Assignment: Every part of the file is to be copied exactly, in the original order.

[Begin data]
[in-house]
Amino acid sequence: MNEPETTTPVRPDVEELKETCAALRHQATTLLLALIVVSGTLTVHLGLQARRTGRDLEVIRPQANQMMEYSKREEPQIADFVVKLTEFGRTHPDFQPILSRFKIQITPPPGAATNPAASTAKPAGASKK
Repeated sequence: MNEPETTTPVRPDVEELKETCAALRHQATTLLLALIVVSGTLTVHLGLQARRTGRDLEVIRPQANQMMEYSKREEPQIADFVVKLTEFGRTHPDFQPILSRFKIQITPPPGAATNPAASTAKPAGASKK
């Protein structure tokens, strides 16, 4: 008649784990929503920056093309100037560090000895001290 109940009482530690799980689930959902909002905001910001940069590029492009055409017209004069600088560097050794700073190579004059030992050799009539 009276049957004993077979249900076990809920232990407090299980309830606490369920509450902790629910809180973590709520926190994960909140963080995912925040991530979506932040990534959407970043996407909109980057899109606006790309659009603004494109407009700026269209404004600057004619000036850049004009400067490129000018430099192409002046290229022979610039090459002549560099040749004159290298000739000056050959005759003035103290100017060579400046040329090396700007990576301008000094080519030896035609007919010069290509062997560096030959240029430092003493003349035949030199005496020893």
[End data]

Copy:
[in-house]
Amino acid sequence: MNEPETTTPVRPDVEELKETCAALRHQATTLLLALIVVSGTLTVHLGLQARRTGRDLEVIRPQANQMMEYSKREEPQIADFVVKLTEFGRTHPDFQPILSRFKIQITPPPGAATNPAASTAKPAGASKK
Repeated sequence: MNEPETTTPVRPDVEELKETCAALRHQATTLLLALIVVSGTLTVHLGLQARRTGRDLEVIRPQANQMMEYSKREEPQIADFVVKLTEFGRTHPDFQPILSRFKIQITPPPGAATNPAASTAKPAGASKK
């Protein structure tokens, strides 16, 4: 008649784990929503920056093309100037560090000895001290 109940009482530690799980689930959902909002905001910001940069590029492009055409017209004069600088560097050794700073190579004059030992050799009539 009276049957004993077979249900076990809920232990407090299980309830606490369920509450902790629910809180973590709520926190994960909140963080995912925040991530979506932040990534959407970043996407909109980057899109606006790309659009603004494109407009700026269209404004600057004619000036850049004009400067490129000018430099192409002046290229022979610039090459002549560099040749004159290298000739000056050959005759003035103290100017060579400046040329090396700007990576301008000094080519030896035609007919010069290509062997560096030959240029430092003493003349035949030199005496020893």